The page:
Skip to Main Content


The scope of pediatric orthopedics ranges from congenital anomalies to injuries in the adolescent. The pathophysiologic manifestations of many of these disorders differ from analogous adult problems because of the added dimension of growth. The physician’s relationship with the pediatric patient generally occurs in the context of a protective family environment, in contrast to the more independent relationship the physician may form with an adult. The natural tendency for children to be active and the remarkable regenerative processes of the immature skeleton frequently make formal rehabilitation unnecessary following surgery or serious injury.

Guidelines for Pediatric Orthopedics

The following rules may be helpful when applying general orthopedic principles to the child:

  1. A growing bone normally tends to remodel itself toward the adult configuration. A healthy physis or growth plate can remodel even significant deformities, especially in younger children, near the ends of bone, or in the plane of motion of the nearest joint.

  2. Injuries to the physis, however, worsen as abnormal growth continues (eg, following permanent damage to the growth plate), especially near rapidly growing areas such as the knee. This characteristic is exaggerated in younger children.

  3. Children tolerate long-term immobilization better than adults and tend to recover soft-tissue mobility spontaneously following most injuries.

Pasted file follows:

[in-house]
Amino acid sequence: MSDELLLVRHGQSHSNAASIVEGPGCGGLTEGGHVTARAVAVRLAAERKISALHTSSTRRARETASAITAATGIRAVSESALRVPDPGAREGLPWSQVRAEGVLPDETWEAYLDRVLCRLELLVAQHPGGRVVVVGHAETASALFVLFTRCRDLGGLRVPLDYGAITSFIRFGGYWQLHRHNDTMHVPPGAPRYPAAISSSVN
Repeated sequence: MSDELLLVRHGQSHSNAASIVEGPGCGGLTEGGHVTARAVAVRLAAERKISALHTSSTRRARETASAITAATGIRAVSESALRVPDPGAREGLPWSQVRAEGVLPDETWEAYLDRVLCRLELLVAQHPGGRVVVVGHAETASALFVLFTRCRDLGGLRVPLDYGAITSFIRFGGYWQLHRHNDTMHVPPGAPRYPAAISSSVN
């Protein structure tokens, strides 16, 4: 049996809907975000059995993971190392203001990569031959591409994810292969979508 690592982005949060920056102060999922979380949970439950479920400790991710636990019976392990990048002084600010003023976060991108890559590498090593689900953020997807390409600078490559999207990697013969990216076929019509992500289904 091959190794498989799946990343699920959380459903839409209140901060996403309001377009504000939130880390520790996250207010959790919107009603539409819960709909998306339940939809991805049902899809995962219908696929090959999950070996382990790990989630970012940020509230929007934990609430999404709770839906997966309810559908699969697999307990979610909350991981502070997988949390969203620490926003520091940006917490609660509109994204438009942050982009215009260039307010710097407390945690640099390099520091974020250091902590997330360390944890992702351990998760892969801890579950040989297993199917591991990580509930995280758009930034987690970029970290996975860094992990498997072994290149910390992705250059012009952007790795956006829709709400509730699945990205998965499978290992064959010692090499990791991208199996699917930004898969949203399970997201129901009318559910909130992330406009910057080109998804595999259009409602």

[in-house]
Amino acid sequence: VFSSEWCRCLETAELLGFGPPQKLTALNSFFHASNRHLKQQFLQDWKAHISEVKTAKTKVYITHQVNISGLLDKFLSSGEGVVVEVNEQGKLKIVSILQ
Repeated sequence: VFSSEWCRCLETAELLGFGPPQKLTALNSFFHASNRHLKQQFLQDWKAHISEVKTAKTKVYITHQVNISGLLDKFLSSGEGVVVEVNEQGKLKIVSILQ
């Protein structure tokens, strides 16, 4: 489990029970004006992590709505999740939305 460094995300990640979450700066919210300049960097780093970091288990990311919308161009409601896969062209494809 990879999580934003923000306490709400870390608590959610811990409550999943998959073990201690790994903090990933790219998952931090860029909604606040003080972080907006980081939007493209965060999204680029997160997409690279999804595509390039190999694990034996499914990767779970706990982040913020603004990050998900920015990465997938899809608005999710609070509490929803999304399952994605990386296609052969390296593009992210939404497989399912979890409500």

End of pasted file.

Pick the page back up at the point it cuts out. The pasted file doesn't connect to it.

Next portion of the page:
4. Fracture healing is usually more rapid and predictable in the actively growing skeleton than in the adult skeleton.

  5. Many so-called deformities, such as metatarsus adductus, internal tibial torsion, genu valgum (knock-knee), and bowed legs, are actually physiologic variations that correct spontaneously with growth. For example, physiologic bowing is common and benign. It is typically symmetric, involves both the femur and tibia, and is most prominent in toddlers. It usually resolves by 2 years of age, but there is great variability. By age 36 months, almost all children will correct spontaneously. The clinician must distinguish between conditions that need no treatment and those requiring early intervention.


General skeletal growth is discussed in detail in Chapter 1.

1. Limb-Length Inequality

Essentials of Diagnosis

  • Commonly asymptomatic difference in limb length must be detected to plan for appropriate treatment.

  • Congenital anomalies may lead to significant inequality.

  • Proper evaluation and planning allow optimal treatment during growth.

General Considerations

Limb-length inequality may reflect either a congenital deficiency or any of a wide variety of acquired conditions (Table 12–1). Posttraumatic physeal arrest occurs most commonly after injury in the distal medial tibia. Injuries of the distal femoral physis have a high incidence of growth arrest and greater effect on leg length. Upper extremities of unequal length are usually only of cosmetic interest and can easily be compensated for by modifying clothing. In the lower extremities, however, length discrepancies may be severe enough—greater than 3 cm—to limit function and require treatment. ...

Pop-up div Successfully Displayed

This div only appears when the trigger link is hovered over. Otherwise it is hidden from view.